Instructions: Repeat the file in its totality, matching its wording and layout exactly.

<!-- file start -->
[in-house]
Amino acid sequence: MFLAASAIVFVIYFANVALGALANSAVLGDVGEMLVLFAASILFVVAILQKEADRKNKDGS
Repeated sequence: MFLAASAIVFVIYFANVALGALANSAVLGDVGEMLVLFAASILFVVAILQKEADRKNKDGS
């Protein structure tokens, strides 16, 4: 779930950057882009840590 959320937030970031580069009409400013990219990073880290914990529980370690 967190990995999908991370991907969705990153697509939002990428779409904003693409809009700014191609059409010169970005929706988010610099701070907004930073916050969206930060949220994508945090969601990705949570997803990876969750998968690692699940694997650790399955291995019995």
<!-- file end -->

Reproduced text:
[in-house]
Amino acid sequence: MFLAASAIVFVIYFANVALGALANSAVLGDVGEMLVLFAASILFVVAILQKEADRKNKDGS
Repeated sequence: MFLAASAIVFVIYFANVALGALANSAVLGDVGEMLVLFAASILFVVAILQKEADRKNKDGS
């Protein structure tokens, strides 16, 4: 779930950057882009840590 959320937030970031580069009409400013990219990073880290914990529980370690 967190990995999908991370991907969705990153697509939002990428779409904003693409809009700014191609059409010169970005929706988010610099701070907004930073916050969206930060949220994508945090969601990705949570997803990876969750998968690692699940694997650790399955291995019995």